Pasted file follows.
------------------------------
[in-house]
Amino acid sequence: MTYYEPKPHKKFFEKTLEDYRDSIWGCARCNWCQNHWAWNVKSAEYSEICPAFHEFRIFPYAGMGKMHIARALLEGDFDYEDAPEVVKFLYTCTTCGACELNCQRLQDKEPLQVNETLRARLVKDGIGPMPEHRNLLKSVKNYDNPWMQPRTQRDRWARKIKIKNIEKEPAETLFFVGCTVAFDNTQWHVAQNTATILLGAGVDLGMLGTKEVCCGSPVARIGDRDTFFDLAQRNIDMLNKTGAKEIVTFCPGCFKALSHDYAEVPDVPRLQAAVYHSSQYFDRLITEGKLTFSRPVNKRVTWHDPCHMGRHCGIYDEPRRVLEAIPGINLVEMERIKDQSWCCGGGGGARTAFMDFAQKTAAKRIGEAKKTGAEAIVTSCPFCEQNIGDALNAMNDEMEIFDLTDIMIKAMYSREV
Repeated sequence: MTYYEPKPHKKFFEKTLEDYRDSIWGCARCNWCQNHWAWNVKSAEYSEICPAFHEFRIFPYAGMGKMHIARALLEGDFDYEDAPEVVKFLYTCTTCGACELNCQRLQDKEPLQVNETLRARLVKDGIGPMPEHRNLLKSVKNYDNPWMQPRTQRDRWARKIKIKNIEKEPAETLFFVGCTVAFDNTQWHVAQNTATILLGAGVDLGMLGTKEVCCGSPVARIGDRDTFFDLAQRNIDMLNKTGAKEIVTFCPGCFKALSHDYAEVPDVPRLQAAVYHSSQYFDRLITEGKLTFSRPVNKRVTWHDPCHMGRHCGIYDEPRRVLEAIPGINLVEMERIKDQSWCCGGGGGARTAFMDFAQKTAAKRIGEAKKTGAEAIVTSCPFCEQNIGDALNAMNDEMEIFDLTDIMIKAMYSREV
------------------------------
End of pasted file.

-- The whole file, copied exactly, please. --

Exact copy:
[in-house]
Amino acid sequence: MTYYEPKPHKKFFEKTLEDYRDSIWGCARCNWCQNHWAWNVKSAEYSEICPAFHEFRIFPYAGMGKMHIARALLEGDFDYEDAPEVVKFLYTCTTCGACELNCQRLQDKEPLQVNETLRARLVKDGIGPMPEHRNLLKSVKNYDNPWMQPRTQRDRWARKIKIKNIEKEPAETLFFVGCTVAFDNTQWHVAQNTATILLGAGVDLGMLGTKEVCCGSPVARIGDRDTFFDLAQRNIDMLNKTGAKEIVTFCPGCFKALSHDYAEVPDVPRLQAAVYHSSQYFDRLITEGKLTFSRPVNKRVTWHDPCHMGRHCGIYDEPRRVLEAIPGINLVEMERIKDQSWCCGGGGGARTAFMDFAQKTAAKRIGEAKKTGAEAIVTSCPFCEQNIGDALNAMNDEMEIFDLTDIMIKAMYSREV
Repeated sequence: MTYYEPKPHKKFFEKTLEDYRDSIWGCARCNWCQNHWAWNVKSAEYSEICPAFHEFRIFPYAGMGKMHIARALLEGDFDYEDAPEVVKFLYTCTTCGACELNCQRLQDKEPLQVNETLRARLVKDGIGPMPEHRNLLKSVKNYDNPWMQPRTQRDRWARKIKIKNIEKEPAETLFFVGCTVAFDNTQWHVAQNTATILLGAGVDLGMLGTKEVCCGSPVARIGDRDTFFDLAQRNIDMLNKTGAKEIVTFCPGCFKALSHDYAEVPDVPRLQAAVYHSSQYFDRLITEGKLTFSRPVNKRVTWHDPCHMGRHCGIYDEPRRVLEAIPGINLVEMERIKDQSWCCGGGGGARTAFMDFAQKTAAKRIGEAKKTGAEAIVTSCPFCEQNIGDALNAMNDEMEIFDLTDIMIKAMYSREV